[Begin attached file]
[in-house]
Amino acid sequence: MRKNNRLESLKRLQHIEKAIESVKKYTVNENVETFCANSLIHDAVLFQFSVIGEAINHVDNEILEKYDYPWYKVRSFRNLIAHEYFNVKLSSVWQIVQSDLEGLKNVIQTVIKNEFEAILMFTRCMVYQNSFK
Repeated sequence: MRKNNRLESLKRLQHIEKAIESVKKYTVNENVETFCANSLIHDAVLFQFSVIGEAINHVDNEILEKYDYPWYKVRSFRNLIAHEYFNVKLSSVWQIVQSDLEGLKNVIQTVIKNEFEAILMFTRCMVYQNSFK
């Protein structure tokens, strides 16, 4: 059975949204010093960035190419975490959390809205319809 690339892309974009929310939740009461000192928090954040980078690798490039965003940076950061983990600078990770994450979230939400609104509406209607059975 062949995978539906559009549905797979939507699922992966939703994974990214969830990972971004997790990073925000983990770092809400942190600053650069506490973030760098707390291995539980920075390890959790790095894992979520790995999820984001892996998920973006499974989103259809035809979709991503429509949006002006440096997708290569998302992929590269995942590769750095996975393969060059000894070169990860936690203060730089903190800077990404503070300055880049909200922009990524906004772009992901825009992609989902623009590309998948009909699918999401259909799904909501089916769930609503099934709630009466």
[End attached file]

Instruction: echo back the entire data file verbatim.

[in-house]
Amino acid sequence: MRKNNRLESLKRLQHIEKAIESVKKYTVNENVETFCANSLIHDAVLFQFSVIGEAINHVDNEILEKYDYPWYKVRSFRNLIAHEYFNVKLSSVWQIVQSDLEGLKNVIQTVIKNEFEAILMFTRCMVYQNSFK
Repeated sequence: MRKNNRLESLKRLQHIEKAIESVKKYTVNENVETFCANSLIHDAVLFQFSVIGEAINHVDNEILEKYDYPWYKVRSFRNLIAHEYFNVKLSSVWQIVQSDLEGLKNVIQTVIKNEFEAILMFTRCMVYQNSFK
């Protein structure tokens, strides 16, 4: 059975949204010093960035190419975490959390809205319809 690339892309974009929310939740009461000192928090954040980078690798490039965003940076950061983990600078990770994450979230939400609104509406209607059975 062949995978539906559009549905797979939507699922992966939703994974990214969830990972971004997790990073925000983990770092809400942190600053650069506490973030760098707390291995539980920075390890959790790095894992979520790995999820984001892996998920973006499974989103259809035809979709991503429509949006002006440096997708290569998302992929590269995942590769750095996975393969060059000894070169990860936690203060730089903190800077990404503070300055880049909200922009990524906004772009992901825009992609989902623009590309998948009909699918999401259909799904909501089916769930609503099934709630009466």